While it is always essential to take action toward optimizing our personal well-being, during times of change and challenge it becomes even more essential.  We’ve all heard the saying about putting on our own oxygen mask first. To weather the curveballs that life throws at us, we’ve got to be at our best and firing on all cylinders.  Regular self-care enables us to be resilient and nimble. It ensures that we have the energy and mindset to tackle life’s challenges and have energy left for the things that are most important to us.   

One way to support our well-being is to take advantage of all of the amazing resources available at our fingertips.  Each of the GMHEC member colleges has an abundance of resources to support all five domains of well-being: physical, career, financial, social and community.  These resources include everything from financial coaching and retirement planning to physical activity classes and fitness centers to volunteer opportunities to community gardens to Consortium-wide benefits and programs.   To find out about what’s available at your school, check out the well-being resource guide for your college on the GMHEC Well-Being Resources page.  Take action today to be well and to optimize your well-being.  You can be the catalyst to transform the world around you into a world where everyone is thriving.

Well-being Resource Guides for faculty, staff and leaders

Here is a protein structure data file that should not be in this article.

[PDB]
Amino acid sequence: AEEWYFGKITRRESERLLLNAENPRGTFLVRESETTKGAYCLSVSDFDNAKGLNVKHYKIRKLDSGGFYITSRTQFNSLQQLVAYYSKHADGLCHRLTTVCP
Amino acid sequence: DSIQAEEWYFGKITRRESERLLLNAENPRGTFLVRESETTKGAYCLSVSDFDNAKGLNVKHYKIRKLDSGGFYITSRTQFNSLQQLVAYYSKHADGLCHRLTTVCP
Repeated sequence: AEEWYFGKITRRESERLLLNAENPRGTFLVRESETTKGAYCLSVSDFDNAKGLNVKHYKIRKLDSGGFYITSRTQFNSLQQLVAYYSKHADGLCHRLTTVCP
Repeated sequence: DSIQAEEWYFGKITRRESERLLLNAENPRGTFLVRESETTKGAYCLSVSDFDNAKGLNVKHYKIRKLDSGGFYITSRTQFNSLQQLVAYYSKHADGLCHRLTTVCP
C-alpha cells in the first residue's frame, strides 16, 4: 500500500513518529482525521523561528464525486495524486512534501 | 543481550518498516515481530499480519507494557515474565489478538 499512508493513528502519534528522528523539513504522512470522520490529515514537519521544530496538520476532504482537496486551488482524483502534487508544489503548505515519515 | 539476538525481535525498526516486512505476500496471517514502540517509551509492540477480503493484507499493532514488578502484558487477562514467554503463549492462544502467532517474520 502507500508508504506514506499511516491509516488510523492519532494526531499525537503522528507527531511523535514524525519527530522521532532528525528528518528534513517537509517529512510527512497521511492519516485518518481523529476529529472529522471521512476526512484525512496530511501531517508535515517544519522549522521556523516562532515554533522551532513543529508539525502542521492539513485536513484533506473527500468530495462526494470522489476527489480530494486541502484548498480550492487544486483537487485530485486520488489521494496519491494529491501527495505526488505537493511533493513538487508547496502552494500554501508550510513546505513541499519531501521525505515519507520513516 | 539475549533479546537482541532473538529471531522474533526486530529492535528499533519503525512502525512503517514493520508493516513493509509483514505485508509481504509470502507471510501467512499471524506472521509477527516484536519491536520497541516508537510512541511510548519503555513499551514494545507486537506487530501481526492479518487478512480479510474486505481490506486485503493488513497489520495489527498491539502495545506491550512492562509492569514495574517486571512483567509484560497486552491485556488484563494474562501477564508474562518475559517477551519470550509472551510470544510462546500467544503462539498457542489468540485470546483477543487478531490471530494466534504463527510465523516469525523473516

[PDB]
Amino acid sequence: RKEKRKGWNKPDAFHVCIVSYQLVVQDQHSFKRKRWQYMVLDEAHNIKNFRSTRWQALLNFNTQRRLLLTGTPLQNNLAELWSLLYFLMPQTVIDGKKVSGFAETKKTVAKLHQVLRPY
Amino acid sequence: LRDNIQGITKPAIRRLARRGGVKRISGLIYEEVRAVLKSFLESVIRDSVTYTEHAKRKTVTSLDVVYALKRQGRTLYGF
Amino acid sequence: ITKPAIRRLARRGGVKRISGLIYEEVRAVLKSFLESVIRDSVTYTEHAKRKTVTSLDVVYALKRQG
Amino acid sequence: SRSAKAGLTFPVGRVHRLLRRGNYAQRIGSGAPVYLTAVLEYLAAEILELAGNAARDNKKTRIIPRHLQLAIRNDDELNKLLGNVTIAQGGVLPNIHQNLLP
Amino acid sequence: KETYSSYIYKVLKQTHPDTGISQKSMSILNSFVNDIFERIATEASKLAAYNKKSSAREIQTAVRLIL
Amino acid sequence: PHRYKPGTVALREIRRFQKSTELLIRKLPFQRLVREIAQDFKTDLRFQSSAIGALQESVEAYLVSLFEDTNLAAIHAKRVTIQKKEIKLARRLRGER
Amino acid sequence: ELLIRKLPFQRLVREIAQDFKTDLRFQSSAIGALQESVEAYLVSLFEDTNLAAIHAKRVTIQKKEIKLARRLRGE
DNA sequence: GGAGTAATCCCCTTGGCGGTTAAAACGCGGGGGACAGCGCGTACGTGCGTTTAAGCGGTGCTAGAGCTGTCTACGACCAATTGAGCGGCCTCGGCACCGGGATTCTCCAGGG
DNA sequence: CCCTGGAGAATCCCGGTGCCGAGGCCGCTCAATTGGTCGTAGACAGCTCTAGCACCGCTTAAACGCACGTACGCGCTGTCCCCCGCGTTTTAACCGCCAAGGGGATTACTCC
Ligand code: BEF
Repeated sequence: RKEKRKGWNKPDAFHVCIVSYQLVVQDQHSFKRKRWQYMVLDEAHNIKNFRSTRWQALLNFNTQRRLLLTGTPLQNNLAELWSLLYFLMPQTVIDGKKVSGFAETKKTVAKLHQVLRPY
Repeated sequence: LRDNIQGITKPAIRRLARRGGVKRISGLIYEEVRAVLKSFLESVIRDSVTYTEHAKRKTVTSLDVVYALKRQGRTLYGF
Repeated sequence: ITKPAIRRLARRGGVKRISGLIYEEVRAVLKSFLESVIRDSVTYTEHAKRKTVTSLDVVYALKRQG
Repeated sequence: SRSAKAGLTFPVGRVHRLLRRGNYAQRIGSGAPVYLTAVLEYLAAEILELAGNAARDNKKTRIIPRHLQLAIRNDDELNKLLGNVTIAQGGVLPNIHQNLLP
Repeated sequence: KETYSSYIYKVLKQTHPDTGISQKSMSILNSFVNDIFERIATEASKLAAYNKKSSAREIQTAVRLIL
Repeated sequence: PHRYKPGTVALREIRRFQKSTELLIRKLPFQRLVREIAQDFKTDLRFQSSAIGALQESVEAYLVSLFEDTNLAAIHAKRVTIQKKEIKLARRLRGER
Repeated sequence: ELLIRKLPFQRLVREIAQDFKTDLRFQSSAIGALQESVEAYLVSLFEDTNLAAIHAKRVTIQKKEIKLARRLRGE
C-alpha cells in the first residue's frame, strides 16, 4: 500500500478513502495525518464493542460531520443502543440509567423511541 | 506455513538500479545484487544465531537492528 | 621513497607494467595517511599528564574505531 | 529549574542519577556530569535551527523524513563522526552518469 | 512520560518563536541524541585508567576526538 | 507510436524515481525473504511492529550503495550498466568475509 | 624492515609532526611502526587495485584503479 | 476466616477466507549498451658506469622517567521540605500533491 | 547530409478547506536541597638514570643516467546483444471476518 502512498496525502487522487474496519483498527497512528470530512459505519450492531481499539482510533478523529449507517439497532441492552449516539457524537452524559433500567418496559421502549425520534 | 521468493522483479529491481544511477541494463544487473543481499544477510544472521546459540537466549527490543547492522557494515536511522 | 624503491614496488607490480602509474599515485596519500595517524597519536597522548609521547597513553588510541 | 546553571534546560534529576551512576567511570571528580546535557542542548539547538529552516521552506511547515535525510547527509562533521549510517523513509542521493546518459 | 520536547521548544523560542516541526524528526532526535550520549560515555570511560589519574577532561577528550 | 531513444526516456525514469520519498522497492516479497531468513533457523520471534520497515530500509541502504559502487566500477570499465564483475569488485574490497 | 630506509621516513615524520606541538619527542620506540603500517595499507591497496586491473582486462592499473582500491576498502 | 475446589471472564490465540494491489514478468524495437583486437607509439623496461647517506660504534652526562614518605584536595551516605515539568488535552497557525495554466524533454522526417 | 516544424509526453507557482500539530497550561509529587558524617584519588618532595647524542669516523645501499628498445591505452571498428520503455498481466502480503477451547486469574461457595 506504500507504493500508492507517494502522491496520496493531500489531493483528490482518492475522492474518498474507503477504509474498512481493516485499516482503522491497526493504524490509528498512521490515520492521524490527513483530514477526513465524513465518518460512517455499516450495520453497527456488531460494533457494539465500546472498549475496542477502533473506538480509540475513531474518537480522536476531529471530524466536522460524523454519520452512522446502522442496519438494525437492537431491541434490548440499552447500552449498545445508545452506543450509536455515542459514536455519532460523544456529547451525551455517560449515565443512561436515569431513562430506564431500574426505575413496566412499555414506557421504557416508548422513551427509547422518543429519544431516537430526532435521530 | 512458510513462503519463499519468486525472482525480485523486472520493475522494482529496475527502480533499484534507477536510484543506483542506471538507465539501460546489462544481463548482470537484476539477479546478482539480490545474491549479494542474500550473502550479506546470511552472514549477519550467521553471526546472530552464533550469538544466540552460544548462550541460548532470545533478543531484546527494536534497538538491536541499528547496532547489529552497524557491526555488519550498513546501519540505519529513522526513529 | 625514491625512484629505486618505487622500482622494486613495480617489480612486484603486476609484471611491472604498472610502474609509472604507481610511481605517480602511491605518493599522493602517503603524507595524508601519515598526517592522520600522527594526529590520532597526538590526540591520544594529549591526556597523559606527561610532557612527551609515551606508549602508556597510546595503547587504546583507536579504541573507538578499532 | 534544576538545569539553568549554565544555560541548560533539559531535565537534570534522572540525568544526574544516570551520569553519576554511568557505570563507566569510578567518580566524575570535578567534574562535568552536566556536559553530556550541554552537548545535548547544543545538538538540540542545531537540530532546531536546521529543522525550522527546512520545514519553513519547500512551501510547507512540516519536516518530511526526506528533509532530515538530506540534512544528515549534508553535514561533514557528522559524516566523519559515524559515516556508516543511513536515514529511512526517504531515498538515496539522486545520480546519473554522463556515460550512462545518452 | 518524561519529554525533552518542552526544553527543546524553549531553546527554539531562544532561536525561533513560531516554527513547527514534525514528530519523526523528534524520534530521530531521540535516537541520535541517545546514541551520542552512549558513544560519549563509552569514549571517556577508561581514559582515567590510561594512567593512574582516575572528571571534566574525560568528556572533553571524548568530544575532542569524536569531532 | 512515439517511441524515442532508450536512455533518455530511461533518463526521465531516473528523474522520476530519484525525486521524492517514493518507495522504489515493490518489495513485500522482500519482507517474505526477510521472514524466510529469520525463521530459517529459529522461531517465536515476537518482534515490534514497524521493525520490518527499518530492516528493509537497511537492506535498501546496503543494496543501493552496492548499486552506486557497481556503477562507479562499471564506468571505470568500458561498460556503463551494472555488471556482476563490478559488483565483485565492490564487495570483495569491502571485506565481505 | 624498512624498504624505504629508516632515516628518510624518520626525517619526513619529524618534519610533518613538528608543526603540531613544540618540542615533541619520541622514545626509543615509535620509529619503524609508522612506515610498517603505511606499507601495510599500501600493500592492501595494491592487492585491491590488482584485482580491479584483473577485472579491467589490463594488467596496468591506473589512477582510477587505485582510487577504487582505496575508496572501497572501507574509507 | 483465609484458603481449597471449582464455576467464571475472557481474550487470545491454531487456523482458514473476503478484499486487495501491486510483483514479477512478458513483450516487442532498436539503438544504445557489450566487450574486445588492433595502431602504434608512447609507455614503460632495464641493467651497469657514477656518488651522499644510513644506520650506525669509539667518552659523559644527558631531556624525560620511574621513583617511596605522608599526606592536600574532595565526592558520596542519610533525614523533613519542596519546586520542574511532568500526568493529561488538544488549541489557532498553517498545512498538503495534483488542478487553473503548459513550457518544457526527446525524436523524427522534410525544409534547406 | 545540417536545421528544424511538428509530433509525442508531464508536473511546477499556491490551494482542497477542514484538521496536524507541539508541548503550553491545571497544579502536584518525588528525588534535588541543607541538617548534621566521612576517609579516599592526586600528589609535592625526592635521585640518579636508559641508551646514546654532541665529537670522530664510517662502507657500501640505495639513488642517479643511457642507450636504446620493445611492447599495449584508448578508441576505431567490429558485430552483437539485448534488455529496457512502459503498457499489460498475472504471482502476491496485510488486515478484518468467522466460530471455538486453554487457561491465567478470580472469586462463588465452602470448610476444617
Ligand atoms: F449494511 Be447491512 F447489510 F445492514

Each of the Consortium colleges offers a plethora of resources to support all five domains of well-being: career, financial, physical, social and community. We encourage you and your family to take advantage of these resources so that you can bring your best self to life and work everyday.

Health….it’s not just physical.

When we hear the word health, the first thing that often pops into our minds is physical health but mental health is just as critical to our overall well-being.  Mental health is “a state of well-being in which an individual realizes his or her own abilities, can cope with the normal stresses of life, can work productively and is able to make a contribution to his or her community” (WHO, 2014.).  According to a 2007 article published in American Psychologist (Keyes, 2007), mentally healthy adults reported the fewest missed days of work, low levels of helplessness, having clear goals in life, high resilience and high intimacy, the lowest risk of cardiovascular disease, the lowest number of chronic physical diseases, the fewest health limitations of activities of daily living and lower health care utilization.